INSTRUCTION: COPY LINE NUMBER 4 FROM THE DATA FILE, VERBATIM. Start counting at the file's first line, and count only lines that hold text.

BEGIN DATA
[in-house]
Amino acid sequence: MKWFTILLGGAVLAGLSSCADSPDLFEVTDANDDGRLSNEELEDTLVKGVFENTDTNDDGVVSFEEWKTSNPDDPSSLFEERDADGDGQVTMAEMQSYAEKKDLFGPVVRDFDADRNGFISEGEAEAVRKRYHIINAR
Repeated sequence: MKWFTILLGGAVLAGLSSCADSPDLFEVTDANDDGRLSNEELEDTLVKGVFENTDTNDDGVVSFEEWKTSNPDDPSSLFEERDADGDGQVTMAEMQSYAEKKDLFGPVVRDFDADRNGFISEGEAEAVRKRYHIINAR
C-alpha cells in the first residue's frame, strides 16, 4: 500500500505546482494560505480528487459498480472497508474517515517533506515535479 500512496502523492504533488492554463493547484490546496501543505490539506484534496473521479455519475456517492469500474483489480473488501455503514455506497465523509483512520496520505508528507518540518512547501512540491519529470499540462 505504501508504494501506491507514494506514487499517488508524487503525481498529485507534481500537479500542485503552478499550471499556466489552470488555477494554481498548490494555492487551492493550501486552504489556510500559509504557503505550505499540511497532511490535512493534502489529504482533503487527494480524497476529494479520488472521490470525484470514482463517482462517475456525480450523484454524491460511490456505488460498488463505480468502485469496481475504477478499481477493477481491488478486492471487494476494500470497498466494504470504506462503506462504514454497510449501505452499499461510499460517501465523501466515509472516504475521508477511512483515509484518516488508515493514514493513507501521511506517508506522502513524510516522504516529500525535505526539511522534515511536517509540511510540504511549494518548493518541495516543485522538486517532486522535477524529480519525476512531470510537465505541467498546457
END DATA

C-alpha cells in the first residue's frame, strides 16, 4: 500500500505546482494560505480528487459498480472497508474517515517533506515535479 500512496502523492504533488492554463493547484490546496501543505490539506484534496473521479455519475456517492469500474483489480473488501455503514455506497465523509483512520496520505508528507518540518512547501512540491519529470499540462 505504501508504494501506491507514494506514487499517488508524487503525481498529485507534481500537479500542485503552478499550471499556466489552470488555477494554481498548490494555492487551492493550501486552504489556510500559509504557503505550505499540511497532511490535512493534502489529504482533503487527494480524497476529494479520488472521490470525484470514482463517482462517475456525480450523484454524491460511490456505488460498488463505480468502485469496481475504477478499481477493477481491488478486492471487494476494500470497498466494504470504506462503506462504514454497510449501505452499499461510499460517501465523501466515509472516504475521508477511512483515509484518516488508515493514514493513507501521511506517508506522502513524510516522504516529500525535505526539511522534515511536517509540511510540504511549494518548493518541495516543485522538486517532486522535477524529480519525476512531470510537465505541467498546457